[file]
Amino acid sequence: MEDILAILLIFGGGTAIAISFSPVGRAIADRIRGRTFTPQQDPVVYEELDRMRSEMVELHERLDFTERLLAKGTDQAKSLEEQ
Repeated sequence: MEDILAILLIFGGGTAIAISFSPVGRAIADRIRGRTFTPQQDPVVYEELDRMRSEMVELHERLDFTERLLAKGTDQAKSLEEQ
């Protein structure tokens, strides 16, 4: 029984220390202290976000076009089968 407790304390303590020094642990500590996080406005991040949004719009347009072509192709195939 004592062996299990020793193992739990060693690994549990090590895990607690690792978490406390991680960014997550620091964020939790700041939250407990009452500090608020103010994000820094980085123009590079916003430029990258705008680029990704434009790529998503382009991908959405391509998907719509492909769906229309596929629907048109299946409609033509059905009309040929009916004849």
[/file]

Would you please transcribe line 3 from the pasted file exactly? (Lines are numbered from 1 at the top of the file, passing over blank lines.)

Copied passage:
């Protein structure tokens, strides 16, 4: 029984220390202290976000076009089968 407790304390303590020094642990500590996080406005991040949004719009347009072509192709195939 004592062996299990020793193992739990060693690994549990090590895990607690690792978490406390991680960014997550620091964020939790700041939250407990009452500090608020103010994000820094980085123009590079916003430029990258705008680029990704434009790529998503382009991908959405391509998907719509492909769906229309596929629907048109299946409609033509059905009309040929009916004849």